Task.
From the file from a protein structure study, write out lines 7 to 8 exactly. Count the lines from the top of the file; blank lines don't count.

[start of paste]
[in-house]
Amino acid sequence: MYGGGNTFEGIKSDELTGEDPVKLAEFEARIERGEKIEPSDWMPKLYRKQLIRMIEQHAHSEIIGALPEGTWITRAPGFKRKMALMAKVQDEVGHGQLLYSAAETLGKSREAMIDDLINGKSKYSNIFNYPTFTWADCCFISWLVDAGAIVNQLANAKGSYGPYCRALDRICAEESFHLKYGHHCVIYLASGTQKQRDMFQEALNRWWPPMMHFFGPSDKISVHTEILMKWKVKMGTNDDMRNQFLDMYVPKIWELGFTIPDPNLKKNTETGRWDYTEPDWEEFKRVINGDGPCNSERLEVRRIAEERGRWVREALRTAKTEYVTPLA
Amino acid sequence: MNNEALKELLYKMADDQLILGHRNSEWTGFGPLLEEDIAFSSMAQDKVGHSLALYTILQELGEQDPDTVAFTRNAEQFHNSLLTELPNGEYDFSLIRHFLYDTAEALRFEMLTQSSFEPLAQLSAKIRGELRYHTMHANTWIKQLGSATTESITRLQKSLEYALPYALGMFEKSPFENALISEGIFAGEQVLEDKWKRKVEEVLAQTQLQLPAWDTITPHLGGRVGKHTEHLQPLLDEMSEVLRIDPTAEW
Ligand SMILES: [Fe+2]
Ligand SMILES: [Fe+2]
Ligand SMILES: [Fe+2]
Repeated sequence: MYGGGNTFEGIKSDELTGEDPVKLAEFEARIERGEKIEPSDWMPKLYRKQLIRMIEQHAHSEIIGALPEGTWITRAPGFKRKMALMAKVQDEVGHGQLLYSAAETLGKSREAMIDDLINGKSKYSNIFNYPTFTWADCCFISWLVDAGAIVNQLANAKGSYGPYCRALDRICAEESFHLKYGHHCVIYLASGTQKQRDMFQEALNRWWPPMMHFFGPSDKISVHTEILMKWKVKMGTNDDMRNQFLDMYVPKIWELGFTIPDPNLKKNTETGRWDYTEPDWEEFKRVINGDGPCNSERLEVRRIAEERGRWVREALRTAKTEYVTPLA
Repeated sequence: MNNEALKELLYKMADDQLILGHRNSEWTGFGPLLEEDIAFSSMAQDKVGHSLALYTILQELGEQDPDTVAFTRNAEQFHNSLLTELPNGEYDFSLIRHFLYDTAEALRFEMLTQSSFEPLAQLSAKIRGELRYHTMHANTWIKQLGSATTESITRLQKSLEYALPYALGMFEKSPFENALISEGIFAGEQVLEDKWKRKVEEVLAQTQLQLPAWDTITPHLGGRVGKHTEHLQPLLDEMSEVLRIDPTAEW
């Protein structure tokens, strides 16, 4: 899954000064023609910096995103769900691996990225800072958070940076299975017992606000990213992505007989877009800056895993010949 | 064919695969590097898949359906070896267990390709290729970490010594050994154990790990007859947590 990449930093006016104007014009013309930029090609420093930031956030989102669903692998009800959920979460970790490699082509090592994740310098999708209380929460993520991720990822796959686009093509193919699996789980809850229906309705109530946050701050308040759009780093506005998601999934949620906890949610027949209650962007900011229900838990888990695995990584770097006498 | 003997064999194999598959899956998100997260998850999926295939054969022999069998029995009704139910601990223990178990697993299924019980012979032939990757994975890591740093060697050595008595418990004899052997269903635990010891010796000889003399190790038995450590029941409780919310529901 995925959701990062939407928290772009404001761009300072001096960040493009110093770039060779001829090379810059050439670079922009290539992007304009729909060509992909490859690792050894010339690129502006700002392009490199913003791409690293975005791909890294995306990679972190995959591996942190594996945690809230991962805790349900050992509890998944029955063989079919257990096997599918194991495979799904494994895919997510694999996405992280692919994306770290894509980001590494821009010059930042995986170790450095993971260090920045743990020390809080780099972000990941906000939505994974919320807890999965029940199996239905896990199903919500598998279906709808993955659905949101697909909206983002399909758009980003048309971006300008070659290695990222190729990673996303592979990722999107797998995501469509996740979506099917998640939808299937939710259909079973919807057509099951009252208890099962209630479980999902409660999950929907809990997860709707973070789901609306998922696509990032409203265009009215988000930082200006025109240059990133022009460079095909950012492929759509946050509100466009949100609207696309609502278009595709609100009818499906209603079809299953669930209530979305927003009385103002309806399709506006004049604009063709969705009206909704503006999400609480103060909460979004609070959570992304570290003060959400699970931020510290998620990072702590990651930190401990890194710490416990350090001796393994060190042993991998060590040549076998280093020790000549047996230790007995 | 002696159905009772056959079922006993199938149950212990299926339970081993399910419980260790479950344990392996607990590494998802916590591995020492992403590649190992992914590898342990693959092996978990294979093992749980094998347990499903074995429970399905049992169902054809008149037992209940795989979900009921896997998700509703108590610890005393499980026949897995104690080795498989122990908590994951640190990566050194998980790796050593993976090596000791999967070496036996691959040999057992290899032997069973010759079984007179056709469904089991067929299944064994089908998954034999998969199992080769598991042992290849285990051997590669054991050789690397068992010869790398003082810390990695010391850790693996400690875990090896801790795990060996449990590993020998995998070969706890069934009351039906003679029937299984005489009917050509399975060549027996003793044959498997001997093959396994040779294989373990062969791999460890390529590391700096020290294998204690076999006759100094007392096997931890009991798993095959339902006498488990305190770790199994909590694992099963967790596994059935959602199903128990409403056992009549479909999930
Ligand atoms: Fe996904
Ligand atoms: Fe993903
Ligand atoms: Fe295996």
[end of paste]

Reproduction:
Repeated sequence: MYGGGNTFEGIKSDELTGEDPVKLAEFEARIERGEKIEPSDWMPKLYRKQLIRMIEQHAHSEIIGALPEGTWITRAPGFKRKMALMAKVQDEVGHGQLLYSAAETLGKSREAMIDDLINGKSKYSNIFNYPTFTWADCCFISWLVDAGAIVNQLANAKGSYGPYCRALDRICAEESFHLKYGHHCVIYLASGTQKQRDMFQEALNRWWPPMMHFFGPSDKISVHTEILMKWKVKMGTNDDMRNQFLDMYVPKIWELGFTIPDPNLKKNTETGRWDYTEPDWEEFKRVINGDGPCNSERLEVRRIAEERGRWVREALRTAKTEYVTPLA
Repeated sequence: MNNEALKELLYKMADDQLILGHRNSEWTGFGPLLEEDIAFSSMAQDKVGHSLALYTILQELGEQDPDTVAFTRNAEQFHNSLLTELPNGEYDFSLIRHFLYDTAEALRFEMLTQSSFEPLAQLSAKIRGELRYHTMHANTWIKQLGSATTESITRLQKSLEYALPYALGMFEKSPFENALISEGIFAGEQVLEDKWKRKVEEVLAQTQLQLPAWDTITPHLGGRVGKHTEHLQPLLDEMSEVLRIDPTAEW